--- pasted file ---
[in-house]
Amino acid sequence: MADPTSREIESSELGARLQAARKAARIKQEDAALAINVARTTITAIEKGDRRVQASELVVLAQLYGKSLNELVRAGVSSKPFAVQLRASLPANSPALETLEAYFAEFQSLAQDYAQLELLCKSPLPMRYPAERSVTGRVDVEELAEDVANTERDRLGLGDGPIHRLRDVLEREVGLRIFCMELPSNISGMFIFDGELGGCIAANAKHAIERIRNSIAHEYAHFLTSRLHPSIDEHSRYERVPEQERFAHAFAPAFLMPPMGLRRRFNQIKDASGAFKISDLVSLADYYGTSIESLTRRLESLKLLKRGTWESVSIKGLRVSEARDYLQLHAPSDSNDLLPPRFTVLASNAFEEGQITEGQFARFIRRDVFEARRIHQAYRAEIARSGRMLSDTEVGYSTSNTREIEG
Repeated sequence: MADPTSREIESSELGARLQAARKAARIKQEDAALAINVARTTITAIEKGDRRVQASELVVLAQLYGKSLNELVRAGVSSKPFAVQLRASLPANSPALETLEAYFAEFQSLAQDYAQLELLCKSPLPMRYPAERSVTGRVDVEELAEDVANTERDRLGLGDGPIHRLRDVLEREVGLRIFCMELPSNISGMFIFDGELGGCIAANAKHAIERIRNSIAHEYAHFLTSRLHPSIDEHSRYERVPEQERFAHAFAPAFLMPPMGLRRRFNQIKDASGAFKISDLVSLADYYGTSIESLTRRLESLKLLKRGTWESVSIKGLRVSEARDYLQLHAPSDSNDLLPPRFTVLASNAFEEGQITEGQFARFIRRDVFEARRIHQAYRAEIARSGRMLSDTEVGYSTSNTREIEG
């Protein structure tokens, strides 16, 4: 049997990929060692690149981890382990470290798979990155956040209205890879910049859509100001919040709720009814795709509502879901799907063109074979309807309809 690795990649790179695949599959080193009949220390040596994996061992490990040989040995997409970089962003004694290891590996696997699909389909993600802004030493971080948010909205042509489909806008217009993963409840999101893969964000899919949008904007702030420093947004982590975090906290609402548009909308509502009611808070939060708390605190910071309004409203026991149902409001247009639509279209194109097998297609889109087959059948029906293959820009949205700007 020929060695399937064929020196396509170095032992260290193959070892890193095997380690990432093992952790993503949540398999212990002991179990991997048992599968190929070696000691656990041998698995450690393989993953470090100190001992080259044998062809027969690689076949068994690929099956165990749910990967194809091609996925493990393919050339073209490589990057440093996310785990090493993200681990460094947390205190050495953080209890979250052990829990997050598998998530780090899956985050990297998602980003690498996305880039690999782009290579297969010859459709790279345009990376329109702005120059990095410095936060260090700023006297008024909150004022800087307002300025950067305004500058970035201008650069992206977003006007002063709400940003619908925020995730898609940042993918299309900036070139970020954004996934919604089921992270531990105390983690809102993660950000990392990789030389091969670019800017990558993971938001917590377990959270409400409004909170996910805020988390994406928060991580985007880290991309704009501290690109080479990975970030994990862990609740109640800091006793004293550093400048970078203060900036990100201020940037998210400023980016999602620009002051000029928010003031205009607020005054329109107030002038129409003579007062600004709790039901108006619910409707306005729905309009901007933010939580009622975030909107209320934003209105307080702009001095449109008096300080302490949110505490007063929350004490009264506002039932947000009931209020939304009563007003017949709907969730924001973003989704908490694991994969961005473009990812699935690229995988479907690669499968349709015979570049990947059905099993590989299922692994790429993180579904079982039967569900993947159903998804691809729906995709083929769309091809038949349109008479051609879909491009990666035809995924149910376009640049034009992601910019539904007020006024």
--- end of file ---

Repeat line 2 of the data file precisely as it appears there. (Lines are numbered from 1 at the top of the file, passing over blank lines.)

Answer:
Amino acid sequence: MADPTSREIESSELGARLQAARKAARIKQEDAALAINVARTTITAIEKGDRRVQASELVVLAQLYGKSLNELVRAGVSSKPFAVQLRASLPANSPALETLEAYFAEFQSLAQDYAQLELLCKSPLPMRYPAERSVTGRVDVEELAEDVANTERDRLGLGDGPIHRLRDVLEREVGLRIFCMELPSNISGMFIFDGELGGCIAANAKHAIERIRNSIAHEYAHFLTSRLHPSIDEHSRYERVPEQERFAHAFAPAFLMPPMGLRRRFNQIKDASGAFKISDLVSLADYYGTSIESLTRRLESLKLLKRGTWESVSIKGLRVSEARDYLQLHAPSDSNDLLPPRFTVLASNAFEEGQITEGQFARFIRRDVFEARRIHQAYRAEIARSGRMLSDTEVGYSTSNTREIEG